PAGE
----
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This article was published 14/5/2012 (1921 days ago), so information in it may no longer be current.
Winnipeg hoteliers are missing out on a potential financial windfall by not aggressively pursuing "pink dollars," according to a consultant for the lesbian, gay, bisexual and transgender market.
After conducting a recent survey of 50 hotels in Winnipeg, Rob Zelles, Edmonton-based owner of Blue Flames Ventures, said properties here are less gay-friendly than counterparts in Toronto and Vancouver.
Considering Pride Winnipeg, the biggest event on the LGBT calendar, takes place in less than three weeks and will bring millions of dollars to the city, there isn't much time for hotels, restaurants and other businesses to reorient themselves.
"They go after the (LGBT) market in cities like Toronto and Vancouver. They know the impact the market has. Gay is here to stay, it's not going anywhere. By not acknowledging it, they're missing out on huge opportunities (in Winnipeg)," he said, noting the LGBT market is worth more than $7 billion annually in Canada and $600 billion per year worldwide.
Zelles declined to name Winnipeg hotels in his study but said in general, there appears to be no universal policy in terms of LGBT events. For example, he could talk to one staff member at a hotel who knows the answers to all of his questions and then call back five minutes later and get a different employee who knows virtually nothing.
"The hotel is the first line of defence for somebody coming to visit. If (a staff member) says, 'Why are you calling me?' or 'Call tourism,' or 'I'm not gay,' that could turn potential visitors off," he said.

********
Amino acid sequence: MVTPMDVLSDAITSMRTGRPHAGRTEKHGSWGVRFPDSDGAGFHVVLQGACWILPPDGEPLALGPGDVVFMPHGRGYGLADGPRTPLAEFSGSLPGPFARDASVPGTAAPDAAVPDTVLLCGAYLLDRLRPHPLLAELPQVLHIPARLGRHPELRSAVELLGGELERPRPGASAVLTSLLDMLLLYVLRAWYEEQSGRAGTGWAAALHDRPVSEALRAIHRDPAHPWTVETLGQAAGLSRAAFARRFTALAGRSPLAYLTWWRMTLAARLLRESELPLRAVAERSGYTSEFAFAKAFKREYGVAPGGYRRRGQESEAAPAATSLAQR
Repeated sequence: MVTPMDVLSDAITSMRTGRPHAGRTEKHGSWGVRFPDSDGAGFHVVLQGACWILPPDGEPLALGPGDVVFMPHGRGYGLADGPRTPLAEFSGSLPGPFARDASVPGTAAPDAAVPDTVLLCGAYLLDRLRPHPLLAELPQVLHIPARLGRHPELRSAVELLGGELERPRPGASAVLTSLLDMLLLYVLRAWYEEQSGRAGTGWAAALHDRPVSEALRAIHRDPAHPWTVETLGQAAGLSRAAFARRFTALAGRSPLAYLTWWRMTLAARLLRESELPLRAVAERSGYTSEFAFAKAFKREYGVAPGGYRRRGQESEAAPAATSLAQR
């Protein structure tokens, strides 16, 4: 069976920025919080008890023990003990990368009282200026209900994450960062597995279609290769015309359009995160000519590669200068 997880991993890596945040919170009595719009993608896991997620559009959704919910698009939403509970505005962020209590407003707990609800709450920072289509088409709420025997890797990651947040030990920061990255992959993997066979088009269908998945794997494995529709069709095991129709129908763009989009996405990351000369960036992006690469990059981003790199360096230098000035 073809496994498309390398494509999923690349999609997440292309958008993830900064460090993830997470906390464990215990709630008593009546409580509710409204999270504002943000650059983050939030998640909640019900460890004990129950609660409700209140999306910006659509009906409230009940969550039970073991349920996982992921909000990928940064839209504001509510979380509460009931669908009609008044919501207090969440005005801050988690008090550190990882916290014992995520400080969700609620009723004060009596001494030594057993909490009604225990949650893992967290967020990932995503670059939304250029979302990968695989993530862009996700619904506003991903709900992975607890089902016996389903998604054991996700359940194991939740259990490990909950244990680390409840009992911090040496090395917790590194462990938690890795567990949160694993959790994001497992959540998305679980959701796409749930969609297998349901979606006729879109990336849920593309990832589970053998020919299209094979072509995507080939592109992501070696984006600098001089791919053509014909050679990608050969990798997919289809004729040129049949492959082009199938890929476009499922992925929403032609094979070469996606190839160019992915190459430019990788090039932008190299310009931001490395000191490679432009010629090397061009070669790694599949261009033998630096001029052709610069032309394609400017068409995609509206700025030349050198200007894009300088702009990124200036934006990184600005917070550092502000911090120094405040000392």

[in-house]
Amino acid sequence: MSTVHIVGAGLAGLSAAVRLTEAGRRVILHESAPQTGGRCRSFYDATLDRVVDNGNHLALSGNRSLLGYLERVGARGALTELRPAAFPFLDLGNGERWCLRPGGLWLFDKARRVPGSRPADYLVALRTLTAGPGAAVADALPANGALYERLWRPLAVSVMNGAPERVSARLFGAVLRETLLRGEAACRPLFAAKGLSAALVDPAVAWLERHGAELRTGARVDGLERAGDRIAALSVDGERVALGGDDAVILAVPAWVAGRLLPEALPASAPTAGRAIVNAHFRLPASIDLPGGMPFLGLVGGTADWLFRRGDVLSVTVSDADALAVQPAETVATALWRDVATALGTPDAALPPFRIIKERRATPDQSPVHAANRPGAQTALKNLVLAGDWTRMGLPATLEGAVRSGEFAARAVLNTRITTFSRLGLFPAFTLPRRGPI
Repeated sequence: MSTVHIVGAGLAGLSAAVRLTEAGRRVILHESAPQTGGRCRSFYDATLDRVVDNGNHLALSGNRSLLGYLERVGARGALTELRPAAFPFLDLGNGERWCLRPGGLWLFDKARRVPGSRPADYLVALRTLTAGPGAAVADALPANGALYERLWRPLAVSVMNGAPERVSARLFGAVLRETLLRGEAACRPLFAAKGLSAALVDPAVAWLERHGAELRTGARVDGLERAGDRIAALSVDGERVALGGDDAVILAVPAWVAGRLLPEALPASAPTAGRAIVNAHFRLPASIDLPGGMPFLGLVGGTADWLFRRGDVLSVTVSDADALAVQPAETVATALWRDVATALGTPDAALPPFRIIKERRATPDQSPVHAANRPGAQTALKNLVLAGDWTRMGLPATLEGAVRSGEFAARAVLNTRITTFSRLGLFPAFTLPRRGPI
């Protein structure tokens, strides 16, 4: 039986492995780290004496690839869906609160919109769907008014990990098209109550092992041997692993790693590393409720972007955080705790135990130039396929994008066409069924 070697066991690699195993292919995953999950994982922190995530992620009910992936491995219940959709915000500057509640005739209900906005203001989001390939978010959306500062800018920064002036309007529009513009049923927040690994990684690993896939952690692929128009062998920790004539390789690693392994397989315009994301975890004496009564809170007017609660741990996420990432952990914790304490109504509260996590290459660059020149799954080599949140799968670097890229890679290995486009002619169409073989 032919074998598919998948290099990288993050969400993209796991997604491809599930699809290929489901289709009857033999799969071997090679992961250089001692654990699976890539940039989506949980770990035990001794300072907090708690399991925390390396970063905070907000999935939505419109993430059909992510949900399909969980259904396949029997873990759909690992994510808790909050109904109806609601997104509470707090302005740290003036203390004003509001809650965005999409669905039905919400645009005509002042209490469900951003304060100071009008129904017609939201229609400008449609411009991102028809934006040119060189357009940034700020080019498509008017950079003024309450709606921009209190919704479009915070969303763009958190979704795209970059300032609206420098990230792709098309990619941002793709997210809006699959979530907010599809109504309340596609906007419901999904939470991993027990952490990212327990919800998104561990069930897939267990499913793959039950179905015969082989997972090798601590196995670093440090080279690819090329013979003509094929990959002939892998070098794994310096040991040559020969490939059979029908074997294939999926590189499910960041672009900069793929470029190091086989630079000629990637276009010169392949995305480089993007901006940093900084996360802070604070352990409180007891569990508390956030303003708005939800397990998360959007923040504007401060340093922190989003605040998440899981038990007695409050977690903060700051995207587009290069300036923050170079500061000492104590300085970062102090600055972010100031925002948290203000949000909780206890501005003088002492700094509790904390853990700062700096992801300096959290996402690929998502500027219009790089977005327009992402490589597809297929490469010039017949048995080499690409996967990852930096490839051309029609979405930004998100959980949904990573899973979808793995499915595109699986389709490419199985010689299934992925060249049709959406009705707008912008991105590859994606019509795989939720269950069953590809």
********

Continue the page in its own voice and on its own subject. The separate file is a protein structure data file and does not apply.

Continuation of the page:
"They need to get rid of that mentality. It should be, 'We want your business; what do we need to do to get you to stay here?' That will set them apart from all the other hotels."
Jim Baker, president and CEO of the Manitoba Hotel Association, doesn't give much credence to Zelles' survey and believes Winnipeg is as gay-friendly as any other big city in Canada.
"The industry recognizes that the gay community is an ideal niche market to market to," he said.
It's not surprising some hotel staff members don't know when Pride takes place, as it doesn't have as much history as other events, such as the Winnipeg Folk Festival and the Fringe Festival, and hasn't had nearly the media exposure.
But that doesn't mean hoteliers shouldn't ensure their front-line staff have sufficient training to be able to answer basic questions for the LGBT community, Baker said.
Tourism Winnipeg has a page on its website for the LGBT traveller and a representative on LAMBDA, the LGBT business chamber. Cody Chomiak, Tourism Winnipeg's director of marketing, said it works with businesses on sensitivity training and promoting the city to the LGBT community.
"Being a gay person who grew up here, Winnipeg is a very gay-friendly city. Businesses in Winnipeg have been extremely well-prepared for the LGBT community and are aware to cater to that market," he said.
Tourism Winnipeg also has a manager who visits hotels and talks to front-line staff to ensure they're up to speed on a wide variety of events, both gay and straight, going on in the city.
"There are some hotels that are really great (with LGBT events) and there are some that could use some improvement," he said.
Knowledge of Pride lacking
According to a survey conducted by Blue Flames Ventures, Winnipeg hotels have some work to do in catering to the lesbian, gay, bisexual and transgender market. It surveyed 50 hotels in the city and asked a variety of questions of people at the front desk or the concierge.
QUESTION YES NO
Do you know when the Festival du Voyager is? 41 9
Do you know when the Fringe Festival is? 29 21
Do you know when Winnipeg Pride is? 16 34
Is Winnipeg very gay-friendly? 33 17
Do you know where the gay bars are if there are any at all? 17 33